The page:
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Blockchain: A Technology Looking For An Application

Thomas Rowland

In the dynamic realm of technology, few innovations have sparked as much interest and debate as blockchain: conceived in 2008 by the enigmatic (and possibly fictitious) Satoshi Nakamoto as the underlying technology for Bitcoin.

Today blockchain technologies have proliferated to be found in applications ranging from certifying renewable energy to providing rewards in a revolutionary decentralised wireless network called ‘Helium’. But the question remains: is blockchain a game-changing technology which is yet to find its defining purpose or a solution to a problem which has already been solved by existing (and well-understood) technologies?

Looking to the travel sector, a plethora of potential applications suggest themselves. With its origins in the creation of cryptocurrencies and the inherently cross-border nature of the travel industry, it’s easy to see how the adoption of crypto payments could reduce costs and streamline processes within the industry.

However, with the volatility that is traditionally associated with crypto and the scandals around the collapse of the FTX exchange, the jailing of its founder Sam Bankman-Fried and ongoing legal action against Binance, Coinbase and other platforms, it’s hard to see any short-term future here.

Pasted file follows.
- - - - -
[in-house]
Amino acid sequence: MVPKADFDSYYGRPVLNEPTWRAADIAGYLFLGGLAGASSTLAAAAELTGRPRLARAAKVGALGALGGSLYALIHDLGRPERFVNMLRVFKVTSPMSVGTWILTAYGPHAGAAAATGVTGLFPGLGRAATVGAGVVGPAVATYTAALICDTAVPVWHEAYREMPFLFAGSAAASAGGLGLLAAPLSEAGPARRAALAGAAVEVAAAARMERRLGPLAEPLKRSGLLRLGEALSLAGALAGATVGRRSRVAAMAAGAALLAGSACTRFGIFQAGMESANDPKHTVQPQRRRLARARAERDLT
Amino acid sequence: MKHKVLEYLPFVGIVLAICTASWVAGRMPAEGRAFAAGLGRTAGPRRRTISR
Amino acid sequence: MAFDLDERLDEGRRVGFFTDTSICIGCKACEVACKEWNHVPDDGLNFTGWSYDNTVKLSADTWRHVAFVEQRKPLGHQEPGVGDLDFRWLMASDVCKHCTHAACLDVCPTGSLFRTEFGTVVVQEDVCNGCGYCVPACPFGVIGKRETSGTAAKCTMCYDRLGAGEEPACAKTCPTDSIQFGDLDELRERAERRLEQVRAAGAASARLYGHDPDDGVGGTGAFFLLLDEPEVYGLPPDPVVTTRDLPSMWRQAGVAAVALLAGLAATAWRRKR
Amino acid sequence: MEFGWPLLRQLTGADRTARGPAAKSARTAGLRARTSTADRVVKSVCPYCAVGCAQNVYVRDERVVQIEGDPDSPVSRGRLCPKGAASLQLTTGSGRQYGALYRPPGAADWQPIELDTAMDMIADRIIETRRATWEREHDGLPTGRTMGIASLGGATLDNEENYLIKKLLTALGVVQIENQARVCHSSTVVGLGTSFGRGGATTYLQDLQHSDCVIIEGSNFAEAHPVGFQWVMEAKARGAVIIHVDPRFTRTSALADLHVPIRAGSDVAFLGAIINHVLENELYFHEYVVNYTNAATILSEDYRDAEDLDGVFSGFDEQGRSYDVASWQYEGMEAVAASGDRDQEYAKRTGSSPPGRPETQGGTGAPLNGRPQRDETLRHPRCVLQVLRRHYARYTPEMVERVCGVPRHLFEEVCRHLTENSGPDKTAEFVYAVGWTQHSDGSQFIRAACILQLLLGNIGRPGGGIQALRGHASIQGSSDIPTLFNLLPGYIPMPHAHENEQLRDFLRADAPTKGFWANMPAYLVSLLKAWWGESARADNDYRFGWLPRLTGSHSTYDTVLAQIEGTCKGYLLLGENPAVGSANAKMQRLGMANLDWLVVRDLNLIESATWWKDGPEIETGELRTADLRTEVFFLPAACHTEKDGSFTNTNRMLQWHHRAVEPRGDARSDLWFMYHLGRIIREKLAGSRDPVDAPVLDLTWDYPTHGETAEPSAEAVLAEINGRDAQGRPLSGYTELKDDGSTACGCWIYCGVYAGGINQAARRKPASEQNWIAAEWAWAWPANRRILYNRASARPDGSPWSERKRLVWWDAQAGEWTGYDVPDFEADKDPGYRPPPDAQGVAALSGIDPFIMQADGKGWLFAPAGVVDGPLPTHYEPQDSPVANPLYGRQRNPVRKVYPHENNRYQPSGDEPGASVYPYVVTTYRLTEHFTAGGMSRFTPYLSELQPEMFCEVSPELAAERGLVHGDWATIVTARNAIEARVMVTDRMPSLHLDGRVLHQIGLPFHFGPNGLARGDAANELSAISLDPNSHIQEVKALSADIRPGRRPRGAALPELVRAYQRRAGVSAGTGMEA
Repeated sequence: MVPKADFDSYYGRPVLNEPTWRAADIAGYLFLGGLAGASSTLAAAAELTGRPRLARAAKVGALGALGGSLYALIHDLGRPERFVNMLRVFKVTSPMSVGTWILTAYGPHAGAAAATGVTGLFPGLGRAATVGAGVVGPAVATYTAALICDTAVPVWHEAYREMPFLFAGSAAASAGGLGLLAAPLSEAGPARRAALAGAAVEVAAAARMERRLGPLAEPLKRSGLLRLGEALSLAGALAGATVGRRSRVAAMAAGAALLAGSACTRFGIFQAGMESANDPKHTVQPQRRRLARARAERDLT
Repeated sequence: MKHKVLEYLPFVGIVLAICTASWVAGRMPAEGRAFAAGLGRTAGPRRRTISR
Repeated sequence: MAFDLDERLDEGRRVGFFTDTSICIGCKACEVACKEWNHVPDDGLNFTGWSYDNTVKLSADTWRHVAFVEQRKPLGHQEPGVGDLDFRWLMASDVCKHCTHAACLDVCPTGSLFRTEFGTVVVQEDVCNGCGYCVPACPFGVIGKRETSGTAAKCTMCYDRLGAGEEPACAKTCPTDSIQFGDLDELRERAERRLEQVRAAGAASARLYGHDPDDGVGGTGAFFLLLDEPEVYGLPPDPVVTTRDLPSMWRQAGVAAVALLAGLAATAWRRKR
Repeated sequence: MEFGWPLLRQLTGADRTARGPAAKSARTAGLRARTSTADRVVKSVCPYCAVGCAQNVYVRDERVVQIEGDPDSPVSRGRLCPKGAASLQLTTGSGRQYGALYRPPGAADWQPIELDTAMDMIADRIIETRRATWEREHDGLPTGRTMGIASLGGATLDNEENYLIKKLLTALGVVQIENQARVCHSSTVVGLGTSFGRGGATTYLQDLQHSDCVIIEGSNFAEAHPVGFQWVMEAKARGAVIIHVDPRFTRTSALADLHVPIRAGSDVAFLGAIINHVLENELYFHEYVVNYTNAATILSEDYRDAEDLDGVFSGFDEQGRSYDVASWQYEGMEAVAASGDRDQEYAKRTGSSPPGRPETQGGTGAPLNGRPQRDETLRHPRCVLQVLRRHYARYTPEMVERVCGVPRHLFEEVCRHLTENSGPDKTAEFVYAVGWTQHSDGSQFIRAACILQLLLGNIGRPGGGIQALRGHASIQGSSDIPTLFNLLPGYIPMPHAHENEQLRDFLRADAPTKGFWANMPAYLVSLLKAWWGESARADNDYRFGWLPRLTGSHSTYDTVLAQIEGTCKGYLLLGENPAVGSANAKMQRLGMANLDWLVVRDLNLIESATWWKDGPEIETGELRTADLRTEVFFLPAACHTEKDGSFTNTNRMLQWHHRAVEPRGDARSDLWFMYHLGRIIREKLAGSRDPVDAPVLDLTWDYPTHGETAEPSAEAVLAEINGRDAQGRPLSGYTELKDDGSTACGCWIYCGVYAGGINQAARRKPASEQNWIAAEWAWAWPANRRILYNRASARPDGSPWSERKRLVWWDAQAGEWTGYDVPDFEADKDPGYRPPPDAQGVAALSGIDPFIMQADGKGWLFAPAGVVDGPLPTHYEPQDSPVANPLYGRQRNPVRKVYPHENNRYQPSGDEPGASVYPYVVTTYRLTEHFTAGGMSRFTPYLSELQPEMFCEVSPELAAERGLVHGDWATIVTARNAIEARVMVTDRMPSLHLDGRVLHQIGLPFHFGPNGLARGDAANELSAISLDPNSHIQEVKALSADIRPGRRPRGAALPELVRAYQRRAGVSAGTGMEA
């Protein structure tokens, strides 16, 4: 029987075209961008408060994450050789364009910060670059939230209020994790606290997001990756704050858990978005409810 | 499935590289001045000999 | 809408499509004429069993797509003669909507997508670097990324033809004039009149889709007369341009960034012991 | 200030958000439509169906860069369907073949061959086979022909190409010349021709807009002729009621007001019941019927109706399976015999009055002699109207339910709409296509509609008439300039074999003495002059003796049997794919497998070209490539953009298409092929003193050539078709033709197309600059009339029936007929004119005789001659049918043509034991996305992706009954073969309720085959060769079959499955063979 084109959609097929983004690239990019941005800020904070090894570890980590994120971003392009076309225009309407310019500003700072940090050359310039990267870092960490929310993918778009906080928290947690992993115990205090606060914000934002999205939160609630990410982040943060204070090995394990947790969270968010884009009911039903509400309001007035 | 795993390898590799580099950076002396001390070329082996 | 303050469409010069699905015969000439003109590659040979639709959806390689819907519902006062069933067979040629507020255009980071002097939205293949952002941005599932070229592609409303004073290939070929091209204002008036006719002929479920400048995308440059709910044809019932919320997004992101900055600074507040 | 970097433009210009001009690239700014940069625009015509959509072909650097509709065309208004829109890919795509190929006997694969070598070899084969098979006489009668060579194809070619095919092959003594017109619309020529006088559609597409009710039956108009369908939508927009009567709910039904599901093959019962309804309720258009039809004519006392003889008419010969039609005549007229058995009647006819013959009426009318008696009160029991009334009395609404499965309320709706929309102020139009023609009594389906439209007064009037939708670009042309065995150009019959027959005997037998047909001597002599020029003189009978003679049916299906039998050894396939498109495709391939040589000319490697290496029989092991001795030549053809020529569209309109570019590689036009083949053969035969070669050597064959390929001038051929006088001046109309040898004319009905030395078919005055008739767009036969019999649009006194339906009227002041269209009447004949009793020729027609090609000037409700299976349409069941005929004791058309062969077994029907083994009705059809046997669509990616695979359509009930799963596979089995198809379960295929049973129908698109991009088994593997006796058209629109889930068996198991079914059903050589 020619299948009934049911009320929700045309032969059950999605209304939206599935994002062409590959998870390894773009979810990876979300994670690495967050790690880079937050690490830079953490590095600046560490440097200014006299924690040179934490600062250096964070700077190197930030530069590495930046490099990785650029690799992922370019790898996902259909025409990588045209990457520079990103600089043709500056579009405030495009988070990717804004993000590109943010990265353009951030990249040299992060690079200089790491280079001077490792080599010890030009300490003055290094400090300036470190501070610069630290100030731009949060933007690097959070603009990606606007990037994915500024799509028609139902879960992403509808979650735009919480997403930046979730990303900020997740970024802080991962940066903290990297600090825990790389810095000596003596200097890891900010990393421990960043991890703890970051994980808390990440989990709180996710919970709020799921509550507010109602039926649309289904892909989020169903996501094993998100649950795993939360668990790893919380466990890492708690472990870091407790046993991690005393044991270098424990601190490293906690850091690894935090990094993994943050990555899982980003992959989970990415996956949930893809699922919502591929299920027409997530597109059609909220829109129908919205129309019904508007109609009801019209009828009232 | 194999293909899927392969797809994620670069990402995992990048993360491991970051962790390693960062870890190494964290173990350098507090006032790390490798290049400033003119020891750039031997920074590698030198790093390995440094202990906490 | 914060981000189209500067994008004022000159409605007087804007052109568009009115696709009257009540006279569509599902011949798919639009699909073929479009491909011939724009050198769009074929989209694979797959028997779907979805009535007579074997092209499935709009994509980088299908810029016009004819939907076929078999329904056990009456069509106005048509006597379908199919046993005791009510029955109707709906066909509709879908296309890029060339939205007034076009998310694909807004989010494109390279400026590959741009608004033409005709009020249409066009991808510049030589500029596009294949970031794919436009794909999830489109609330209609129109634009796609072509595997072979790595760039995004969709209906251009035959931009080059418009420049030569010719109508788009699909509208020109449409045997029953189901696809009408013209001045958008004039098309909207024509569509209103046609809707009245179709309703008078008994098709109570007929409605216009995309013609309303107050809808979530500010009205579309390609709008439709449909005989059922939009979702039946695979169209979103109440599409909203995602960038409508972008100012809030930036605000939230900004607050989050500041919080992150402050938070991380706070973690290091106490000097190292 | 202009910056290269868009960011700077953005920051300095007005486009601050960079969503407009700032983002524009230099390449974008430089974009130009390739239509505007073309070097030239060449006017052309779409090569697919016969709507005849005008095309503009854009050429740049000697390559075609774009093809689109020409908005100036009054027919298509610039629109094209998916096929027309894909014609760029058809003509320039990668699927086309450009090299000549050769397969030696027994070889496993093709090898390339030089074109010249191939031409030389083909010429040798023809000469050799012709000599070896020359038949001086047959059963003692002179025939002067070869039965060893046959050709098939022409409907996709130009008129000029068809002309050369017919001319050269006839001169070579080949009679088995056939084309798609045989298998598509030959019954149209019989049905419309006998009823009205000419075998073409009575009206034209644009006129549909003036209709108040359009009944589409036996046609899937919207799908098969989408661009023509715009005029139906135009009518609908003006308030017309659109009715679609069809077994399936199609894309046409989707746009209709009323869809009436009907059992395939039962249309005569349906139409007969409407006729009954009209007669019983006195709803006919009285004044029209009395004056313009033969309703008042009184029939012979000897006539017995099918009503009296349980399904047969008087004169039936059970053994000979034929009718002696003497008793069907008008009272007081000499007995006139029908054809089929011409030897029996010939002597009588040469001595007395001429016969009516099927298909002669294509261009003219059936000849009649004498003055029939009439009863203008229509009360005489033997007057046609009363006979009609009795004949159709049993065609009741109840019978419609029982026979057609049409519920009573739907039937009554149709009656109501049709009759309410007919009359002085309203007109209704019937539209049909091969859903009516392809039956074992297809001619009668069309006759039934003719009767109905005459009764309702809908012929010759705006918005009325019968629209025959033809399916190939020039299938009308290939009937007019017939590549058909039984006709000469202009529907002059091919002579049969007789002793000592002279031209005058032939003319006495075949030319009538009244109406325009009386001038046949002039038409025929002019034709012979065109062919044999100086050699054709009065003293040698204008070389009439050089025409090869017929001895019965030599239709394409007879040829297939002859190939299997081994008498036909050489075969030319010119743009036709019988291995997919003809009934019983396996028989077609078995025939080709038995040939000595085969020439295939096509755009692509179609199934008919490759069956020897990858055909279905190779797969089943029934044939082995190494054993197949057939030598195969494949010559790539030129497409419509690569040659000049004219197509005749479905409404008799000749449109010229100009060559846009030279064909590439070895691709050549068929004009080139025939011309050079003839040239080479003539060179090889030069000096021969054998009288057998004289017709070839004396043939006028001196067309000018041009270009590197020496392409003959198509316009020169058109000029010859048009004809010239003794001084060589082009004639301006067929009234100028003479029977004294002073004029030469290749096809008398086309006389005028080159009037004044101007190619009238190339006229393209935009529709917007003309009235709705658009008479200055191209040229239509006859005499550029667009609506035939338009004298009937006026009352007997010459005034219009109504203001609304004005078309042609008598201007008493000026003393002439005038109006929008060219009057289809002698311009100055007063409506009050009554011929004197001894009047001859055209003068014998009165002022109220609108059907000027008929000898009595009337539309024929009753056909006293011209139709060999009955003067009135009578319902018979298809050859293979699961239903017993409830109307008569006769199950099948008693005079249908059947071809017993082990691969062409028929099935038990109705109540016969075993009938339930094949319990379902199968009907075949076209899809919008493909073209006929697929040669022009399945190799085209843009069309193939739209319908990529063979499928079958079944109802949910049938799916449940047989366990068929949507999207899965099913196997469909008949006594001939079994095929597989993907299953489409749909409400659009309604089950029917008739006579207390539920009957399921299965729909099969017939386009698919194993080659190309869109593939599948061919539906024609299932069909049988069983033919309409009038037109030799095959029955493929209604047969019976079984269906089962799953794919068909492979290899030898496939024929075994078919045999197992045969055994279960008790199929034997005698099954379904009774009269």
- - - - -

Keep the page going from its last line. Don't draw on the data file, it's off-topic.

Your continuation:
For me, the most exciting potential lies in the advent of ‘Smart Contracts’ and the potential they have to upend the way the industry does business. For those who aren’t familiar, a smart contract is a way of pre-programming the terms and outcomes of an agreement and allowing them to automatically execute when fulfilled. Areas like e-tickets, loyalty schemes and even partnership agreements could be made more transparent and efficient under such a system.

However, to return to my original question, is the industry ready for this type of change? And more to the point, are these questions that need to be answered or is this a case of technology for technology’s sake? The one thing we can be certain of is that we haven’t heard the last of either cryptocurrencies or the blockchain technology on which they’re based.

As of January 2024, the total market capitalisation of all cryptocurrencies globally stood at over $1.8 trillion and venture capital firms had invested $10.7 billion in crypto and blockchain start-ups in 2023 alone. With that kind of money circulating and being invested, it seems almost inevitable that the adoption of these technologies will be part of all our futures. The only question is, how?